The auto commit is disabled before batch because enabling auto commit will commit (i.e. wait for sync to happen which means it will wait the data is actually written to persistent storage like hard disk) after every row that is inserted.
If auto commit is false, it will not wait for sync.
The difference in waiting for sync and not waiting is the guaranty that whether data is actually to hard disk or it is in the buffer (that could be buffered IO or buffer of hard disk).
In short, disabling auto commit gives you performance boost. And I think by default auto commit is enabled.
Another way of optimization
If you want to have auto commit ON and still need performance boost just try to start as transaction before the batch operation and commit the transaction after. This way sqlite wont auto commit after every insert and it will give good performance boost.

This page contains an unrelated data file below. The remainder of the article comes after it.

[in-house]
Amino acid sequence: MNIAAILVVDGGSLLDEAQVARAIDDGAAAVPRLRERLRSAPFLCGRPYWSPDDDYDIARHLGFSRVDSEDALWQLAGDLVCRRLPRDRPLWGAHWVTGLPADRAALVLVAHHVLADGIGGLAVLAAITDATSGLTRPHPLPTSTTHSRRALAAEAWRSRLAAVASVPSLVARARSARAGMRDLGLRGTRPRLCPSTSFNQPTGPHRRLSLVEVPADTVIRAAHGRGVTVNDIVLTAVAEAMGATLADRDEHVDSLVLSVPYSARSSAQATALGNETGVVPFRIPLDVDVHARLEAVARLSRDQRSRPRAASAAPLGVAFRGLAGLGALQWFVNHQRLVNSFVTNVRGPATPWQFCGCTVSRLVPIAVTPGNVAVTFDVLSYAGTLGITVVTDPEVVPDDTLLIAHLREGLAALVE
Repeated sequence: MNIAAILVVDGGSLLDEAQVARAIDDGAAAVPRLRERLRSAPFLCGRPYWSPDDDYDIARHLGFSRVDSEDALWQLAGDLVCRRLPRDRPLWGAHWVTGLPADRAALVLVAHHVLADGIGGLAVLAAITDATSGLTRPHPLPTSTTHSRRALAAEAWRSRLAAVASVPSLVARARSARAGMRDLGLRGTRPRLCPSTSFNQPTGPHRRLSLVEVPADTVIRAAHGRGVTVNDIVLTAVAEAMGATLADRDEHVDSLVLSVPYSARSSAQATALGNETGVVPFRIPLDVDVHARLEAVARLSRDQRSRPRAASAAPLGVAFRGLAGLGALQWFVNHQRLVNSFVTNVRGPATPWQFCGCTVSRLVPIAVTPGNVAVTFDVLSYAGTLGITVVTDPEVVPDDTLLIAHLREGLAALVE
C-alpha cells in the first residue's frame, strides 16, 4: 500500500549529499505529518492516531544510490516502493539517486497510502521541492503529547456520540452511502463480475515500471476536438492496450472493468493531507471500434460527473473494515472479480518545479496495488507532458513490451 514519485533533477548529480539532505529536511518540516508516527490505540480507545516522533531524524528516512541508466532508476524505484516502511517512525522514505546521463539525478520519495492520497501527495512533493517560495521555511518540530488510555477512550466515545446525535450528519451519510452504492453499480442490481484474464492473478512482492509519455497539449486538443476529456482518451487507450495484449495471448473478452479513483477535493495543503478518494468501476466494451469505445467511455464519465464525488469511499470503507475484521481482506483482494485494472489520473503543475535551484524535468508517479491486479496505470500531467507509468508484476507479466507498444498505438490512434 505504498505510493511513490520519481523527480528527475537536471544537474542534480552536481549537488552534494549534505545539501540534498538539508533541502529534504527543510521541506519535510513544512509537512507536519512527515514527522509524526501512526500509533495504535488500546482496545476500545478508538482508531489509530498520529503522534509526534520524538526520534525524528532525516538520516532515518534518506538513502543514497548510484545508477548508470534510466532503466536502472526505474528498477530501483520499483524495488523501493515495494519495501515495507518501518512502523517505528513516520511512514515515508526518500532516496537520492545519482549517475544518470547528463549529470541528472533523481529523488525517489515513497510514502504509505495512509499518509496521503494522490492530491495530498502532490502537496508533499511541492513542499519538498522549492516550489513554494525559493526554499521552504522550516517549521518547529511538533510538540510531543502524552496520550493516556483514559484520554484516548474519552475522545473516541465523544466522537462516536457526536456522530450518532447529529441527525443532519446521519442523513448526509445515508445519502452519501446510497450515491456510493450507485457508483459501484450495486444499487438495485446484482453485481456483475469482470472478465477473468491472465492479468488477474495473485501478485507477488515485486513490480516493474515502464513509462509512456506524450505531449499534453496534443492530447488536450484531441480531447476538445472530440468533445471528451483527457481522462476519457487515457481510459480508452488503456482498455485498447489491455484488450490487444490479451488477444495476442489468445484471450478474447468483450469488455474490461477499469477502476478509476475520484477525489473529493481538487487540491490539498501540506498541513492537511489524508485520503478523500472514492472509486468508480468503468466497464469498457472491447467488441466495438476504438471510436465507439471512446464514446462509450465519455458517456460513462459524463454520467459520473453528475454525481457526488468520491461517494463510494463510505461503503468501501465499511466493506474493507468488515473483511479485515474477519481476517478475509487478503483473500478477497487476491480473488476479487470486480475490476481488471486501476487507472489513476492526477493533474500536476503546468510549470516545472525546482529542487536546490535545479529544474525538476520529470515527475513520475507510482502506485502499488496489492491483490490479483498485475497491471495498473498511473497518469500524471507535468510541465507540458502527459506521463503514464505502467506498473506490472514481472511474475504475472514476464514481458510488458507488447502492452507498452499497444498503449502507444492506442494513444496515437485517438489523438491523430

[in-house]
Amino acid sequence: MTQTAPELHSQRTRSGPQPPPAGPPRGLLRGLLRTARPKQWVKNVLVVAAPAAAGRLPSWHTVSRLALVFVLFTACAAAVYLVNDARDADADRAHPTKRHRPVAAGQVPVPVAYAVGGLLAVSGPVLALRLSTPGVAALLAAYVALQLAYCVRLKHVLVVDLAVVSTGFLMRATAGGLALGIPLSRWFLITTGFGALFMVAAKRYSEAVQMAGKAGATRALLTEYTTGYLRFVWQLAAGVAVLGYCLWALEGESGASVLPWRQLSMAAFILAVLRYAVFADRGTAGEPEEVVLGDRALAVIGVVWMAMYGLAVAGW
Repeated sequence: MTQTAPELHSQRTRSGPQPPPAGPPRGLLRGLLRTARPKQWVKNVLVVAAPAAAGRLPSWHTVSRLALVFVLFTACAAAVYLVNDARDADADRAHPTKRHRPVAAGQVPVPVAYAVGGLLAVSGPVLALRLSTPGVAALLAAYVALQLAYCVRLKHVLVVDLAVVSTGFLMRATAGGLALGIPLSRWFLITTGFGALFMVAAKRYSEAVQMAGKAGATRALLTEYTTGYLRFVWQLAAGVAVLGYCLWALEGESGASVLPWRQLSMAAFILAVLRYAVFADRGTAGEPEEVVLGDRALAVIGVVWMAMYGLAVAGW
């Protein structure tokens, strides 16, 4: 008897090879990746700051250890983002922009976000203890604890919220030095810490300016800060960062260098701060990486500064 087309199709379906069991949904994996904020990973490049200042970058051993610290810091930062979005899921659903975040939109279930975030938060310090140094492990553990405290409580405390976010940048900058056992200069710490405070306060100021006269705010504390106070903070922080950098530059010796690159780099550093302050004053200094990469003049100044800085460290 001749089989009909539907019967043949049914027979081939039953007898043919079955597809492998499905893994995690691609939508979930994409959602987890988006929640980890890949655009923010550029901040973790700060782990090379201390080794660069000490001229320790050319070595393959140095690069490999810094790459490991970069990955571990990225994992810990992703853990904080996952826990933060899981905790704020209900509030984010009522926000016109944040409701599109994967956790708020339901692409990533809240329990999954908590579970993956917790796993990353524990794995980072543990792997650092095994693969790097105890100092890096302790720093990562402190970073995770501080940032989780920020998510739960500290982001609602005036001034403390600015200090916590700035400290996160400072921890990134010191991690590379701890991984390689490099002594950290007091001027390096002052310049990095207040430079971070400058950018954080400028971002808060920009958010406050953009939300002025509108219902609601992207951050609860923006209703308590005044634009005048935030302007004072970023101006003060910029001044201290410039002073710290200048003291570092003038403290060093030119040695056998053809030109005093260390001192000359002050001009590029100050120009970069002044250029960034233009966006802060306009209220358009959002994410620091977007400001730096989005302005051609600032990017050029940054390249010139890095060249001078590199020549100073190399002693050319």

When you starting a transaction you are only disabling auto commit
for that transaction and it will be again 'on' once transaction is over. What auto commit helps is
when you are inserting/updating rows separately (not as batch), then you dont have to start a
transaction explicitly for every insert/update. And regarding setting auto-commit to true, after the
fact, does not do call for commit. If you make auto-commit
true and whatever you have already inserted/updated wont have any effect and won't have same
guaranties as auto-commit true prior to making those insert/update.
Here's some information about speeding up Sqlite INSERTs.